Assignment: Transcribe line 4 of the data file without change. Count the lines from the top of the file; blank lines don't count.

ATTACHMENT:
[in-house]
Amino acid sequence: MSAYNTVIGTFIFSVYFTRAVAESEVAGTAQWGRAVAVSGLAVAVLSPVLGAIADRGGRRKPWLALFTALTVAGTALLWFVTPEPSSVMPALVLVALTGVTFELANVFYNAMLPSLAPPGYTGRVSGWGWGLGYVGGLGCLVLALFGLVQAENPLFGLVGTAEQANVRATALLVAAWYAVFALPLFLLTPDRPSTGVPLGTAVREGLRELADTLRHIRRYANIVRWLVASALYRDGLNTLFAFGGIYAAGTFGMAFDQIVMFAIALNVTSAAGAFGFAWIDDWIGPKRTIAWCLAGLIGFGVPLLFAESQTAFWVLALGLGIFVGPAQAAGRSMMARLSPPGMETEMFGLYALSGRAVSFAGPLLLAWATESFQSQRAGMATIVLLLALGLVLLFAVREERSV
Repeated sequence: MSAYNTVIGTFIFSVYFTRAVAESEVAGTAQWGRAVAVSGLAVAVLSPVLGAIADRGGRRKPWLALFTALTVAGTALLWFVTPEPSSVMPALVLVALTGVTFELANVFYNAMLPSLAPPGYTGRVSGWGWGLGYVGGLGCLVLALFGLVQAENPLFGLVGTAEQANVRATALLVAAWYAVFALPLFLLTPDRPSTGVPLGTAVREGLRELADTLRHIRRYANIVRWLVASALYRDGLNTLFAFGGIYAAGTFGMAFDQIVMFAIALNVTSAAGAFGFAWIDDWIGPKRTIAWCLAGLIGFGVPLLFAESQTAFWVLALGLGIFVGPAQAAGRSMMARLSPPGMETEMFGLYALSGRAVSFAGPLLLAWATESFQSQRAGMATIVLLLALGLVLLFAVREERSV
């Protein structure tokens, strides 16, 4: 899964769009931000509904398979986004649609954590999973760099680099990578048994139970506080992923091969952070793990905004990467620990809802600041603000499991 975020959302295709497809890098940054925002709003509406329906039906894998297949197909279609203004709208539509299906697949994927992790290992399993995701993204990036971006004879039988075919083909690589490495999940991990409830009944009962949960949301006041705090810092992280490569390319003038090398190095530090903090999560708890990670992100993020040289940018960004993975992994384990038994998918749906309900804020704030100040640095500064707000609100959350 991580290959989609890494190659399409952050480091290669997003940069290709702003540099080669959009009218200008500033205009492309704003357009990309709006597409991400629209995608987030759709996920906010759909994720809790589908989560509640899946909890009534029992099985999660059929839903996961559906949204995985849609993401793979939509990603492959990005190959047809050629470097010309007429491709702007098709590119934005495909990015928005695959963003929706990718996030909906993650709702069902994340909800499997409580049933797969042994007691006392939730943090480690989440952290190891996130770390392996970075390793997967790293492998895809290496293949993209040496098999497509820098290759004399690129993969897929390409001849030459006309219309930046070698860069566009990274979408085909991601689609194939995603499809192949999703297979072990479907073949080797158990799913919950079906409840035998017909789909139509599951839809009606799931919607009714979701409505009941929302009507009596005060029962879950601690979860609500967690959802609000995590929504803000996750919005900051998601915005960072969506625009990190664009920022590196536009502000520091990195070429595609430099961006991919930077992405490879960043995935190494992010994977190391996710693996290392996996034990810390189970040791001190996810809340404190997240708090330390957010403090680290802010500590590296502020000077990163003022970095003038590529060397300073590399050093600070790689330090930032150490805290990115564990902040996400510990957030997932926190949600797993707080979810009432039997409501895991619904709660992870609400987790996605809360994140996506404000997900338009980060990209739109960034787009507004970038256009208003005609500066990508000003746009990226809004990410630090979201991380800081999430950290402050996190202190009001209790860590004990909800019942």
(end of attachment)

């Protein structure tokens, strides 16, 4: 899964769009931000509904398979986004649609954590999973760099680099990578048994139970506080992923091969952070793990905004990467620990809802600041603000499991 975020959302295709497809890098940054925002709003509406329906039906894998297949197909279609203004709208539509299906697949994927992790290992399993995701993204990036971006004879039988075919083909690589490495999940991990409830009944009962949960949301006041705090810092992280490569390319003038090398190095530090903090999560708890990670992100993020040289940018960004993975992994384990038994998918749906309900804020704030100040640095500064707000609100959350 991580290959989609890494190659399409952050480091290669997003940069290709702003540099080669959009009218200008500033205009492309704003357009990309709006597409991400629209995608987030759709996920906010759909994720809790589908989560509640899946909890009534029992099985999660059929839903996961559906949204995985849609993401793979939509990603492959990005190959047809050629470097010309007429491709702007098709590119934005495909990015928005695959963003929706990718996030909906993650709702069902994340909800499997409580049933797969042994007691006392939730943090480690989440952290190891996130770390392996970075390793997967790293492998895809290496293949993209040496098999497509820098290759004399690129993969897929390409001849030459006309219309930046070698860069566009990274979408085909991601689609194939995603499809192949999703297979072990479907073949080797158990799913919950079906409840035998017909789909139509599951839809009606799931919607009714979701409505009941929302009507009596005060029962879950601690979860609500967690959802609000995590929504803000996750919005900051998601915005960072969506625009990190664009920022590196536009502000520091990195070429595609430099961006991919930077992405490879960043995935190494992010994977190391996710693996290392996996034990810390189970040791001190996810809340404190997240708090330390957010403090680290802010500590590296502020000077990163003022970095003038590529060397300073590399050093600070790689330090930032150490805290990115564990902040996400510990957030997932926190949600797993707080979810009432039997409501895991619904709660992870609400987790996605809360994140996506404000997900338009980060990209739109960034787009507004970038256009208003005609500066990508000003746009990226809004990410630090979201991380800081999430950290402050996190202190009001209790860590004990909800019942």